WINFREY: Talk about how your background and everything that you’ve seen over the years went into developing the Un-conference?

GIRTON: There definitely was sort of a timeline to have the Urban Servant Leadership Conference came to be. Of course part of that involved the tent campaign in 2015 when we slept on the street in one of the most violent communities in our city. Which was literally right around the corner from the church I pastored at the time. Little did we know that we were living at that time in one of the most violent areas of the city. One of the hotspots. And so in sleeping in the tent and staying out there, what we really did more than anything, and I don’t think people realize this. It wasn’t really about the homicides. It was but it wasn’t. What it really was about was hearing from the people. It was getting an opportunity to understand that people were resilient, they were just people living in the urban community. They had ideas, they had creativity, they had vision, they had dreams, they had goals for themselves that they had set. And I would sit there in a chair, in a lawnchair and watch people drive by. And I would wave at people and they wouldn’t wave back. I would constantly stand there and look at people as they passed and I could notice that they drove through those communities without really thinking about those dreams. When you talk to people in the community, they know exactly what they want for their community. So what we found was we had people in the 25th floor of the city County building, we had people going into Salesforce Tower, we had people going into IU Health who would go into a room much like the one we’re in right now, they would sit around a table and they’d make decisions that would impact those individuals without having talk to them. Without having heard from them. So in other words they stood across the street and said let me tell you what you need. And the people said I never told you I needed that. If you had come and asked me I would have told you what we needed, what we wanted.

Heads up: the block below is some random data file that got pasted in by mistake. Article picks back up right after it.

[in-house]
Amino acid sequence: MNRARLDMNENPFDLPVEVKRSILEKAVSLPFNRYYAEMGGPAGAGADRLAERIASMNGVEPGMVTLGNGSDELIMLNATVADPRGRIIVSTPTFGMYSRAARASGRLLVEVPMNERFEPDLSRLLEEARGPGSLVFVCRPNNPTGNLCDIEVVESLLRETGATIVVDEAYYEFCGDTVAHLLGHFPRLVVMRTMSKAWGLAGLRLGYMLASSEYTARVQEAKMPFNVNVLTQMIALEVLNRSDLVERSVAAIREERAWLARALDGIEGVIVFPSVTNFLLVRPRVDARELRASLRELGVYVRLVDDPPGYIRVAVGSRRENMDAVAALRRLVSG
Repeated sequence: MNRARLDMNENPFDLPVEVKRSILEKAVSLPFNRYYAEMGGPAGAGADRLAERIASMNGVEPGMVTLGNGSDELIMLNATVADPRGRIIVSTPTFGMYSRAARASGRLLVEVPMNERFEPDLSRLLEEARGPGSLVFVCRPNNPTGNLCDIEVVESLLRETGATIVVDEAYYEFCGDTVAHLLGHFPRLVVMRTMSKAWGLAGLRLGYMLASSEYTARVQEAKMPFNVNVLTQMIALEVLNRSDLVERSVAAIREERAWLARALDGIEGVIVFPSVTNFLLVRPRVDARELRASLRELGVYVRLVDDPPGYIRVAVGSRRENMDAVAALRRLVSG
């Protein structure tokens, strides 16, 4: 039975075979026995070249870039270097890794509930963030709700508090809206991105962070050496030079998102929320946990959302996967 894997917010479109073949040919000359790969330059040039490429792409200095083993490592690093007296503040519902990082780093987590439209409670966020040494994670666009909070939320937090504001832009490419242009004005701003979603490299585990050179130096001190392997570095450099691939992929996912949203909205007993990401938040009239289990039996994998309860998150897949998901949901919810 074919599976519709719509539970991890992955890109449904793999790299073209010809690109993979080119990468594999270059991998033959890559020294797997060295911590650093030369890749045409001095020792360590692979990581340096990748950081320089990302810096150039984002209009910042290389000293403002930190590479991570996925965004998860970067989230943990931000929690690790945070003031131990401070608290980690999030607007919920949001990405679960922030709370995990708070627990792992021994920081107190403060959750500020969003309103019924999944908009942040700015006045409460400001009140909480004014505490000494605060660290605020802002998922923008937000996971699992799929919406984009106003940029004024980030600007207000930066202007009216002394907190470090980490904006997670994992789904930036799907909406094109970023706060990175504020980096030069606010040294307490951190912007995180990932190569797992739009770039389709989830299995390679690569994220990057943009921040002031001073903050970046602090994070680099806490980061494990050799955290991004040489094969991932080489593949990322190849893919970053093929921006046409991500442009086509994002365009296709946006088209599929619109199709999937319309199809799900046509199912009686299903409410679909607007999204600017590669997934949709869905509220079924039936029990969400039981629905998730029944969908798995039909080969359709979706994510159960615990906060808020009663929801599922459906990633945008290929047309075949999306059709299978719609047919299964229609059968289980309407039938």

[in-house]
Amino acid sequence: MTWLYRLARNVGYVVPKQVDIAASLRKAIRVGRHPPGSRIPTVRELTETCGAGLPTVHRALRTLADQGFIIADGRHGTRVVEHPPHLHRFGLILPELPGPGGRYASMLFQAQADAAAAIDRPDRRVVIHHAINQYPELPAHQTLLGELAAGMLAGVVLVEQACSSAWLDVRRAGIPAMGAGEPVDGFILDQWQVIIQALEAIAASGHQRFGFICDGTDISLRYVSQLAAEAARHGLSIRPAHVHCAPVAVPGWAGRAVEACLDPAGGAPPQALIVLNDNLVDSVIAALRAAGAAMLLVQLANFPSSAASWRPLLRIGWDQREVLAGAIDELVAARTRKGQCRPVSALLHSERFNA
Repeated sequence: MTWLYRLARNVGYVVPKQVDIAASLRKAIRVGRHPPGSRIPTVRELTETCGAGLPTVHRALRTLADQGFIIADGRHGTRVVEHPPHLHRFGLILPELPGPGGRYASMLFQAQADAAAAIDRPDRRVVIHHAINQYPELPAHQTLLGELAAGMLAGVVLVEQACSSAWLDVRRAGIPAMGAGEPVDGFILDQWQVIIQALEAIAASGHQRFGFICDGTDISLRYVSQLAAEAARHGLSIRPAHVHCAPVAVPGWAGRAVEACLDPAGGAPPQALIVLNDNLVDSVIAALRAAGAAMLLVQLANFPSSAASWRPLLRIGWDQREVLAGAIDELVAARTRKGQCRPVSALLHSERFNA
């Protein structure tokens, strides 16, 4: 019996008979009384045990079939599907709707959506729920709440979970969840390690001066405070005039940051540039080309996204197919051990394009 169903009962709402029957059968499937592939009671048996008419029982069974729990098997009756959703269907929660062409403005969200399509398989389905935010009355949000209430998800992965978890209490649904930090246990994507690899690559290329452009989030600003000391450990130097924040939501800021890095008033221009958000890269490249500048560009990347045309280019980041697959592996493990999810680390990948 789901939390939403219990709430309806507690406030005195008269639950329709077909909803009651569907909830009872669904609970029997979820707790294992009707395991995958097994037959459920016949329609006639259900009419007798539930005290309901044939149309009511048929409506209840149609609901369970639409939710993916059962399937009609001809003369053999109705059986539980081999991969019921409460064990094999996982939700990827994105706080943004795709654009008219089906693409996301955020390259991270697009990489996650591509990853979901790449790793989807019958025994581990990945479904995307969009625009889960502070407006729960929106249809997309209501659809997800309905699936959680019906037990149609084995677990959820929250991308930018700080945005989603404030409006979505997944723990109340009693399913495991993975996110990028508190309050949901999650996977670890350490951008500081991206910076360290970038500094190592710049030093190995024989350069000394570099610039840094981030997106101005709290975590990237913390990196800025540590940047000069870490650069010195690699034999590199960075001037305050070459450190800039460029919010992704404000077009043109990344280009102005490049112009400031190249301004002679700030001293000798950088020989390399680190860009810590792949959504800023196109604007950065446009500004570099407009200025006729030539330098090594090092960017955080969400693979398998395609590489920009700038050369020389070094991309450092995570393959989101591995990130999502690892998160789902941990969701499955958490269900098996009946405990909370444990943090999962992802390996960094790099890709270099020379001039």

WINFREY: Just with the action and the motivation from so many people seeking change, do you think that now is a important time to really get the ball rolling, or will more people say you know what let me step up.

GIRTON: Clearly now is a watershed moment. It’s a reckoning for a lot of people. The challenge I think moving forward if we really want to see progressive change is that those who are in positions, who have the resources, who have the voices who are sitting in the seats which by in large part aren’t people of color, that are not women, they are not people from the LGBTQ community. We need those voices to step up, and these are people who don’t look like me. I think it we’re going to see real Change At some point they are going to have to see George Floyd as their uncle and their cousins and their brother. Someone suggested that in America we must understand that no matter where you came from, if you live in America we all live in the same house. And if the house is on fire all of our lives are in danger. And I believe that America is on fire right now. And it’s going to have to take all of our voices to make a difference. From the White House, to the outhouse, from Wall Street, to Main Street, to backstreet. We’re all going to have to come together that’s what unite for change really is all about.